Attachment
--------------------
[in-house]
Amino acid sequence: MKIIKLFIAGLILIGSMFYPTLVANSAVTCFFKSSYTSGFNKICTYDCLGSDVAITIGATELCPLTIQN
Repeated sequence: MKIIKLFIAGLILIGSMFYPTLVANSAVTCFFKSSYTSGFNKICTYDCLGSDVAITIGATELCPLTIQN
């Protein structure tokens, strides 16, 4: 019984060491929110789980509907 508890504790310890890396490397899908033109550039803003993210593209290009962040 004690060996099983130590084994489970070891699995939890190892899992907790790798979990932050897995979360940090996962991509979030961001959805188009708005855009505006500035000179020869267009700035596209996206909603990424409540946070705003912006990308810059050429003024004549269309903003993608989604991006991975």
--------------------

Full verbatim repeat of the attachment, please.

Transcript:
[in-house]
Amino acid sequence: MKIIKLFIAGLILIGSMFYPTLVANSAVTCFFKSSYTSGFNKICTYDCLGSDVAITIGATELCPLTIQN
Repeated sequence: MKIIKLFIAGLILIGSMFYPTLVANSAVTCFFKSSYTSGFNKICTYDCLGSDVAITIGATELCPLTIQN
């Protein structure tokens, strides 16, 4: 019984060491929110789980509907 508890504790310890890396490397899908033109550039803003993210593209290009962040 004690060996099983130590084994489970070891699995939890190892899992907790790798979990932050897995979360940090996962991509979030961001959805188009708005855009505006500035000179020869267009700035596209996206909603990424409540946070705003912006990308810059050429003024004549269309903003993608989604991006991975």